EL SEGUNDO, Calif. -- The Los Angeles Kings were able to grind out a low-scoring first-round Stanley Cup Playoff series against the St. Louis Blues, but the past two second-round games against the San Jose Sharks have forced coach Darryl Sutter to make changes.
Los Angeles has scored one goal in each of the past games, each a 2-1 loss to the San Jose in that evened the Western Conference Semifinal series at two games each.
Game 5 is Thursday at Staples Center (10:30 p.m. ET; NBCSN, RDS, TSN).
"We've scored two goals in 120 minutes, so I'm not surprised by any changes," Brown said.
Breaking up Brown and Kopitar is notable given the two have been among the League's more formidable combinations. But the Brown-Kopitar-Willliams line has one goal and one assist through four games.
"Quite honestly, the [Brown] line, they've struggled for two series, if you look at it," Sutter said.
Williams takes full ownership and when asked if the Kings' best players have been their best players in this series.
"Obviously, not," he said. "We have some guys who are stepping up. But … I mean, it's pure broken record is what it is. Scorers' got to score. If they don't score, they've got to create more offense. We've been outplayed so far, top line to top line, in the series. We're a proud bunch, and it's 2-2. We're still in a good spot here."
Sutter said Clifford might not be used on the top line, but the search for left-wing production is ongoing. The Kings' left side is a black hole, with Brown, Dustin Penner and Dwight King unable to provide offense consistently. In Game 3, the Kings used rookie Tanner Pearson at fourth-line left wing, and he played 5:44 minutes in his NHL debut.
In the new arrangement, right-handed shooting Brown would switch to the right side even though he's played left wing for most of his career.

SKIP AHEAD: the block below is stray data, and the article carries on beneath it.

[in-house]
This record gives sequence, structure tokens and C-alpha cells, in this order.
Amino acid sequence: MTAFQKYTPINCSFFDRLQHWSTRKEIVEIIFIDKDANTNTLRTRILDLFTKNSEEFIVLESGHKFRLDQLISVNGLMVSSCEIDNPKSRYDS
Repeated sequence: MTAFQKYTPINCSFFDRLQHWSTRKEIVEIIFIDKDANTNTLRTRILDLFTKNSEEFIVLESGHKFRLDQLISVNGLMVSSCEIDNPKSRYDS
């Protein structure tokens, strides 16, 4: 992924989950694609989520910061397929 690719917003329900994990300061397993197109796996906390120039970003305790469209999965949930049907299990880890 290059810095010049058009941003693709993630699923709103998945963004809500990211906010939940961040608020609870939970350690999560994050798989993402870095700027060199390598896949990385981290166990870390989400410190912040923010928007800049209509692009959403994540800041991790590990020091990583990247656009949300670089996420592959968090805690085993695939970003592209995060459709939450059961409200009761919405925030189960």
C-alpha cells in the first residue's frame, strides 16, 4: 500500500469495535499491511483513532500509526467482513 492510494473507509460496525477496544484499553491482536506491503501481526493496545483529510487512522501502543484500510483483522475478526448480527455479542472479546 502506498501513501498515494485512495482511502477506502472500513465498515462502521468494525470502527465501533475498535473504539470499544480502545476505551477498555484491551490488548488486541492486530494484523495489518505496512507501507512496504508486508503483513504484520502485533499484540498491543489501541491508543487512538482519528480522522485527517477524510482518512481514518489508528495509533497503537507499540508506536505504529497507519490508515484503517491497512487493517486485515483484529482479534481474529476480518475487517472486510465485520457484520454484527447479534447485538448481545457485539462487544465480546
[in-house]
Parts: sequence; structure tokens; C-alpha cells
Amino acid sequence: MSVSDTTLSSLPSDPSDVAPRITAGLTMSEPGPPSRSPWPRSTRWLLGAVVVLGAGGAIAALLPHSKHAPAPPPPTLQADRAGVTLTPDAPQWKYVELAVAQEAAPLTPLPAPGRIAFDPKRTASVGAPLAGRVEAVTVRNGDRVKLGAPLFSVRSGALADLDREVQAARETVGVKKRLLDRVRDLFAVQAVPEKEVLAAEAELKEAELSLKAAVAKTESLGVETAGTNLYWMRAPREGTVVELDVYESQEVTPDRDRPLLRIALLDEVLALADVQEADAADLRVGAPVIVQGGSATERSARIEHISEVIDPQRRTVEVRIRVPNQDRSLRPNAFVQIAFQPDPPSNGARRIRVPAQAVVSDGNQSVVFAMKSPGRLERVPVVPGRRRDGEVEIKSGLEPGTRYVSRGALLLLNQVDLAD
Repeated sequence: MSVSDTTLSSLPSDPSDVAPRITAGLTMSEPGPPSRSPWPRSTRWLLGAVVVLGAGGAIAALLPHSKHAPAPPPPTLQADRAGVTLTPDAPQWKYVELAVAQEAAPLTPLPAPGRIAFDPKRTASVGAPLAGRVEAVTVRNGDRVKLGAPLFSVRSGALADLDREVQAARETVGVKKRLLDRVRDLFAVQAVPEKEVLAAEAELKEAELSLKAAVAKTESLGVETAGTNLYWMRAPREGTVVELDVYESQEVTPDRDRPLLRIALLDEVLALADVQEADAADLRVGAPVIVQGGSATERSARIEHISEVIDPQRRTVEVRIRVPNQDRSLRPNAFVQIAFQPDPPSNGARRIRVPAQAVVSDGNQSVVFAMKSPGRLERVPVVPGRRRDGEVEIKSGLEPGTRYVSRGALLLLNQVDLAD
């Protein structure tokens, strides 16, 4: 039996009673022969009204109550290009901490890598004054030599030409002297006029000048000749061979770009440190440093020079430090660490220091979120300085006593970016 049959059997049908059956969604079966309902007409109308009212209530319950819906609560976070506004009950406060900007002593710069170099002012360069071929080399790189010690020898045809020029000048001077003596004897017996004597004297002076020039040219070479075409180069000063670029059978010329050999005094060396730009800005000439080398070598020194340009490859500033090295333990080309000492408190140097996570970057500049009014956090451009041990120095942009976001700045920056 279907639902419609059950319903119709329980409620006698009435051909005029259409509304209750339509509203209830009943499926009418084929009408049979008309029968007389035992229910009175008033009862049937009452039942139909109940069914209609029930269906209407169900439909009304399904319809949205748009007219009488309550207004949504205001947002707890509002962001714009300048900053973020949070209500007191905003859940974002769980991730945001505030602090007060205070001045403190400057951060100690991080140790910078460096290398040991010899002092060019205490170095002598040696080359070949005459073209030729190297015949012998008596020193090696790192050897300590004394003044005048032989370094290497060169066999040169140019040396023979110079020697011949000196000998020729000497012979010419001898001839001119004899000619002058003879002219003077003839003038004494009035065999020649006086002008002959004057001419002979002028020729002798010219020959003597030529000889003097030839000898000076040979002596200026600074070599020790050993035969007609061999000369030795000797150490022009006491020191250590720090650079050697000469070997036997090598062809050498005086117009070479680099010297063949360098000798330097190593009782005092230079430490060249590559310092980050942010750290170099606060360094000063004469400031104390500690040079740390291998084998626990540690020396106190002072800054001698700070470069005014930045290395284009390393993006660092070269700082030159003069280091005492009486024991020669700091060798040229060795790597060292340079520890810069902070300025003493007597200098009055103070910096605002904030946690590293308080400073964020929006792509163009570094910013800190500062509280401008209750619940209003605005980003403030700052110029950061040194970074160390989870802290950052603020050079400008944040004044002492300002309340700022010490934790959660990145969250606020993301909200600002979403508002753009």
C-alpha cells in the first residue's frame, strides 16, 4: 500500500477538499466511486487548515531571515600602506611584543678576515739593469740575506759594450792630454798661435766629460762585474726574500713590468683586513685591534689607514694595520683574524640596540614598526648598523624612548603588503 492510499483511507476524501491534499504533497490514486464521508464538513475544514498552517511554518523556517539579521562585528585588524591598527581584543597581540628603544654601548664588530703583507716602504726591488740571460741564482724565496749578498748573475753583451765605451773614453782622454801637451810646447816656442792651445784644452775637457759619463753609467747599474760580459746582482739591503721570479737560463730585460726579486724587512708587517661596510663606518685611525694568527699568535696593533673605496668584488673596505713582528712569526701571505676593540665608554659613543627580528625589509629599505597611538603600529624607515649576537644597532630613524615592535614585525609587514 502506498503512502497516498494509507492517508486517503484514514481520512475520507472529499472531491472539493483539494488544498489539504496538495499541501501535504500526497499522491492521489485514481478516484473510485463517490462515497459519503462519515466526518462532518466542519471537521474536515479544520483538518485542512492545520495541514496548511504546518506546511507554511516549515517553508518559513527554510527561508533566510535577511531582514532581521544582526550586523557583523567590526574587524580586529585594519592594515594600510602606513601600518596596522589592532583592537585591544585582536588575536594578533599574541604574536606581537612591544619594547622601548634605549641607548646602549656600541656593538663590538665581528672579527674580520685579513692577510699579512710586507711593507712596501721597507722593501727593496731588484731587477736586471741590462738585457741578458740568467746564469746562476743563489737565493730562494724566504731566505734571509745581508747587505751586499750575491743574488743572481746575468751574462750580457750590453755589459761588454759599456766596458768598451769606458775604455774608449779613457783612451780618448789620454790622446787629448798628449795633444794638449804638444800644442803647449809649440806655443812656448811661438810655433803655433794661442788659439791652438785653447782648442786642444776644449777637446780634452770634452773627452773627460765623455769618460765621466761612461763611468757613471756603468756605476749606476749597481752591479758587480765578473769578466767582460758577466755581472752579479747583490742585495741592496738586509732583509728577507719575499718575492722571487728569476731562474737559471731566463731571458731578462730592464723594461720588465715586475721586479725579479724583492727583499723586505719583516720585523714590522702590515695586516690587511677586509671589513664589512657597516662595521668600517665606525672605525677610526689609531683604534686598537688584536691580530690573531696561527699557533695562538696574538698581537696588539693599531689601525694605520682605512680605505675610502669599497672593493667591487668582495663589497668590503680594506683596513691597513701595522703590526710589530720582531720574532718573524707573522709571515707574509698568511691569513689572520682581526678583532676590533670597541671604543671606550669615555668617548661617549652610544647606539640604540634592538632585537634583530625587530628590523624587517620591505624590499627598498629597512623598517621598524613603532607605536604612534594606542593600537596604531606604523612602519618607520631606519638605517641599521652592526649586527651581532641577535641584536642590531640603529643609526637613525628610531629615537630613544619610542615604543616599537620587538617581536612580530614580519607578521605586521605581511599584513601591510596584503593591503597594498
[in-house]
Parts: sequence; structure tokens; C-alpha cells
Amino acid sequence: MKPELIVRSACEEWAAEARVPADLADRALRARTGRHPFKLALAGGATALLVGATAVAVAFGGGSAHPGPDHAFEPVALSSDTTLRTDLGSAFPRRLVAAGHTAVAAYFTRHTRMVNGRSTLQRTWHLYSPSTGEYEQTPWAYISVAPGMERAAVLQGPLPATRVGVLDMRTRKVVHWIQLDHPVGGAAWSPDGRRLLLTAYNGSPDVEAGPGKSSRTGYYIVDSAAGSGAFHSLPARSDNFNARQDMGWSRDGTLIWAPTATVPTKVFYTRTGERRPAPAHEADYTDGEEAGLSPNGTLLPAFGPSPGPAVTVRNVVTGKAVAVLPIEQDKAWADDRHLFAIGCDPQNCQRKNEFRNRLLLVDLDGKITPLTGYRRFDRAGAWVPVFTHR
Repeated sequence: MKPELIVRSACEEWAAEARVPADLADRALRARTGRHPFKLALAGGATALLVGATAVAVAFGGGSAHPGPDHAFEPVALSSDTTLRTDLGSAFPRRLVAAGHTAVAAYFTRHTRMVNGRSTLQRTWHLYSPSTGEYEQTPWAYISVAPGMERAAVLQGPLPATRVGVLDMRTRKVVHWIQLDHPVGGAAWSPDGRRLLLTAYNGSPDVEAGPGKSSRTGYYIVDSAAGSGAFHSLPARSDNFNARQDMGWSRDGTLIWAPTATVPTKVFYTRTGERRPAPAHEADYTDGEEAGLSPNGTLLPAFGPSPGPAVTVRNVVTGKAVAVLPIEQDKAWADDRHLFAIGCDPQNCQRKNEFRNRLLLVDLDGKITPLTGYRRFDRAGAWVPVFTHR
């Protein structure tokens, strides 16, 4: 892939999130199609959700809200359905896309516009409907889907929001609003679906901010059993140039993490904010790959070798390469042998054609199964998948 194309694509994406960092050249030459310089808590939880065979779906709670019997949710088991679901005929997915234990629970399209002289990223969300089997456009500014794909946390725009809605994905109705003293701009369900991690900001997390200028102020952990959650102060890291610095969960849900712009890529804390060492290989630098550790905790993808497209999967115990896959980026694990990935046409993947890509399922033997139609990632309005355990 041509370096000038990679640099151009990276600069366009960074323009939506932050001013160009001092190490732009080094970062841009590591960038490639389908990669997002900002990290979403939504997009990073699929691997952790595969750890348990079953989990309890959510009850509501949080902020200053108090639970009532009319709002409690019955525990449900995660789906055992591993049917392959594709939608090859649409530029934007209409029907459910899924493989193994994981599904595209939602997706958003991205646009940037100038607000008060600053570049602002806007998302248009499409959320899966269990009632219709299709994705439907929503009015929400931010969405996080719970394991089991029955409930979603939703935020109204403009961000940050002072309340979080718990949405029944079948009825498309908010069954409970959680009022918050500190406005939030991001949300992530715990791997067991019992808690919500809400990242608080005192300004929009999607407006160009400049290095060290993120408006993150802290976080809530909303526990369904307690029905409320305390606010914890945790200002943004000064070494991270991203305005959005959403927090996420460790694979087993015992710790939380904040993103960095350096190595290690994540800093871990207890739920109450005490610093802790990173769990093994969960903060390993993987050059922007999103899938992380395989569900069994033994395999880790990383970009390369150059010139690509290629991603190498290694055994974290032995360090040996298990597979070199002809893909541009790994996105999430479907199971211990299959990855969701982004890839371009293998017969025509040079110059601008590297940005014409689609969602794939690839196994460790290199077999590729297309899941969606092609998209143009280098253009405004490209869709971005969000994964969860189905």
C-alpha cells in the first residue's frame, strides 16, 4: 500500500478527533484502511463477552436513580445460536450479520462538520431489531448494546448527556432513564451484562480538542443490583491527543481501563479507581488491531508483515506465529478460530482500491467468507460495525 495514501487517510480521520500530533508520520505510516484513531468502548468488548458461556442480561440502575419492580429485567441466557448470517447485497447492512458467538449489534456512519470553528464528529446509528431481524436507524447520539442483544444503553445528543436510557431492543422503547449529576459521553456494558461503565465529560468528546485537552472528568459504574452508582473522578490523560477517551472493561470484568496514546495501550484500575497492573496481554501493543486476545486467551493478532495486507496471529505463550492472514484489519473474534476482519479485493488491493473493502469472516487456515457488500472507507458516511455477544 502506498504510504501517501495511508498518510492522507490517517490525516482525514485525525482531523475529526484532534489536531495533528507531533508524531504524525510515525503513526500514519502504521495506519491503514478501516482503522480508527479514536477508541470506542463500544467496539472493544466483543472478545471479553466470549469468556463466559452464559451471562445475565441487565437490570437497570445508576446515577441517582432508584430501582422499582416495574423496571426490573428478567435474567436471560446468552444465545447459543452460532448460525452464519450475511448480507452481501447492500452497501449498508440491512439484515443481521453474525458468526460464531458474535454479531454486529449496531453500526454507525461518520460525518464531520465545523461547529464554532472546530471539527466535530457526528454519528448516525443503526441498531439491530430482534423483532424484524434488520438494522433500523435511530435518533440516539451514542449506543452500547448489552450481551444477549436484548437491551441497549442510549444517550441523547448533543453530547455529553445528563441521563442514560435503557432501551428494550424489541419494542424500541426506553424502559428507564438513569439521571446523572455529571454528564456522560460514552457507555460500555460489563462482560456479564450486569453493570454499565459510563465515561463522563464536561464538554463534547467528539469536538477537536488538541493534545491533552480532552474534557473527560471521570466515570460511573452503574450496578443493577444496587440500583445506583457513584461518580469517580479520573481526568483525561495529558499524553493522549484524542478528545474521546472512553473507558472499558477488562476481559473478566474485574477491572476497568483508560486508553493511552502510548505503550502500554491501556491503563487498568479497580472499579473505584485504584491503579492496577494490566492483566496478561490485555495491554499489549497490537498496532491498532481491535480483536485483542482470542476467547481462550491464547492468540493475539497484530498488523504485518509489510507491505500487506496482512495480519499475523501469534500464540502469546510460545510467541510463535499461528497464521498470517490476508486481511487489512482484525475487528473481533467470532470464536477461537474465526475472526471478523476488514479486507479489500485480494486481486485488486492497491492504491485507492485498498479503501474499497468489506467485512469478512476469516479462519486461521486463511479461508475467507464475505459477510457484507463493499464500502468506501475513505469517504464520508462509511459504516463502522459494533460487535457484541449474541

"Probably the biggest difference is me on the right side," Brown said. "Playing with [Lewis], I played with Lew for a few shifts here and there in the series. I've never played with Kinger because we're generally both left wingers, but they're both big [hard] working guys and we're both similar. So we'll just have to grind it out down there with our size and our skill, if we hold onto pucks, and support each other, we'll have some good O-zone time, and the key to that, as a line, we have to be conscious of bringing the puck to the net."
"I think we need four lines with some balance, because really other than Richie and Jeff, we really haven't been able to play anybody -- not so much play together -- but give us a little bit of energy and continuity," Sutter said.
With Game 5 back home, Sutter can get the Richards' line away from Thornton, who turned in arguably one of his career-best Stanley Cup Playoff games in Game 4. A logical choice would be to pit Kopitar against Thornton again, like it was for a lot of Games 1 and 2, although there doesn't seem to be much containing Thornton lately.
In addition to superb playmaking, Thornton has helped expose the Kings' loss of Jarret Stoll to injury. Thornton has won 39 of 56 faceoffs the past three games; Carter and Richards have won a combined 24 of 70.
"He's a big guy," Kings defenseman Robyn Regehr said of Thornton. "He uses his body quite well when he does get the puck in the offensive zone and protecting it. He's a very good passer, a very dangerous passer. If you give him time and a lot of space out there he's going to make plays. For us, whoever's playing against him out there on the ice when he's out there -- it doesn't matter if it's power play or even strength -- whatever it is, you've got to make sure you pressure him, get him stopped up, get him in a corner, try to get a little body on him. Don't let him try to play his game."
With each team having a disparate home-road record this season, the pendulum would seem to shift toward L.A., which has won 12 straight at Staples Center, including five this postseason.
"It's in our building," Williams said. "We've had success here. We need to maintain that, obviously, because they've had success at home. We won the last game of the regular season for a reason. Let's make it worth our while."
Sutter gave a passing grade on defenseman Matt Greene, who was inserted into the lineup Tuesday for the first time in the postseason. Greene returned from back surgery to play four games in the regular season, but Sutter initially didn't think he was up to speed.
Greene played more than 14 minutes in Game 4.
"I think Greener [had] a little trouble with pace early," Sutter said. "Compete kept him in it, and I think as the game went on, he played better, which was refreshing to see."
Here were the Kings' line rushes Wednesday:
Goalie Jonathan Quick did not skate.